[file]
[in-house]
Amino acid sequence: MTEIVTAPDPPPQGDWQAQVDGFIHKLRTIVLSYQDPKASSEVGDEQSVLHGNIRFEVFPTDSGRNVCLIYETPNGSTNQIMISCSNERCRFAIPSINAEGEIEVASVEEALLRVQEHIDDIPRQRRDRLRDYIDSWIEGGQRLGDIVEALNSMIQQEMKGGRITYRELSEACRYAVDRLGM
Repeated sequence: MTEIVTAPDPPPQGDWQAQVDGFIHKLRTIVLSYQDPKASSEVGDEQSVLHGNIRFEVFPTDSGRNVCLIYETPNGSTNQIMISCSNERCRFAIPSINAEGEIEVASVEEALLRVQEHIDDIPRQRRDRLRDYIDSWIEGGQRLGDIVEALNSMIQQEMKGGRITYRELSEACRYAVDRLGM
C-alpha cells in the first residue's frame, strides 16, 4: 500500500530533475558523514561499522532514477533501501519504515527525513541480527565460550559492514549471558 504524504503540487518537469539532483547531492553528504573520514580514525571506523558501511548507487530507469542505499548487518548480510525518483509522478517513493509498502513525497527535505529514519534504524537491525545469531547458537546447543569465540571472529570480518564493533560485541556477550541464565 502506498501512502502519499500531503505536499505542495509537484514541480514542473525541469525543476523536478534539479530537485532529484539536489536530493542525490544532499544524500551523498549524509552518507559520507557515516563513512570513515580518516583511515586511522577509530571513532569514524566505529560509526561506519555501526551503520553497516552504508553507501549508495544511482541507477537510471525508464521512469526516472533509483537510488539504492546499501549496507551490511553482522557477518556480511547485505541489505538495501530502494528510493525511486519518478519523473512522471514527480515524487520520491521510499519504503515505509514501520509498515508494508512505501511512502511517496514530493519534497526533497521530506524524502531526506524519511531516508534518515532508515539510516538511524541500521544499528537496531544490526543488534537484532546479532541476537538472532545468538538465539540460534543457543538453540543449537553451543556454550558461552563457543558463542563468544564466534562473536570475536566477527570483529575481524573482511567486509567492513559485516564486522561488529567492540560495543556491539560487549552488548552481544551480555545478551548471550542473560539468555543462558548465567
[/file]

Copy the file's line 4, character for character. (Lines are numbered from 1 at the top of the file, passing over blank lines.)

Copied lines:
C-alpha cells in the first residue's frame, strides 16, 4: 500500500530533475558523514561499522532514477533501501519504515527525513541480527565460550559492514549471558 504524504503540487518537469539532483547531492553528504573520514580514525571506523558501511548507487530507469542505499548487518548480510525518483509522478517513493509498502513525497527535505529514519534504524537491525545469531547458537546447543569465540571472529570480518564493533560485541556477550541464565 502506498501512502502519499500531503505536499505542495509537484514541480514542473525541469525543476523536478534539479530537485532529484539536489536530493542525490544532499544524500551523498549524509552518507559520507557515516563513512570513515580518516583511515586511522577509530571513532569514524566505529560509526561506519555501526551503520553497516552504508553507501549508495544511482541507477537510471525508464521512469526516472533509483537510488539504492546499501549496507551490511553482522557477518556480511547485505541489505538495501530502494528510493525511486519518478519523473512522471514527480515524487520520491521510499519504503515505509514501520509498515508494508512505501511512502511517496514530493519534497526533497521530506524524502531526506524519511531516508534518515532508515539510516538511524541500521544499528537496531544490526543488534537484532546479532541476537538472532545468538538465539540460534543457543538453540543449537553451543556454550558461552563457543558463542563468544564466534562473536570475536566477527570483529575481524573482511567486509567492513559485516564486522561488529567492540560495543556491539560487549552488548552481544551480555545478551548471550542473560539468555543462558548465567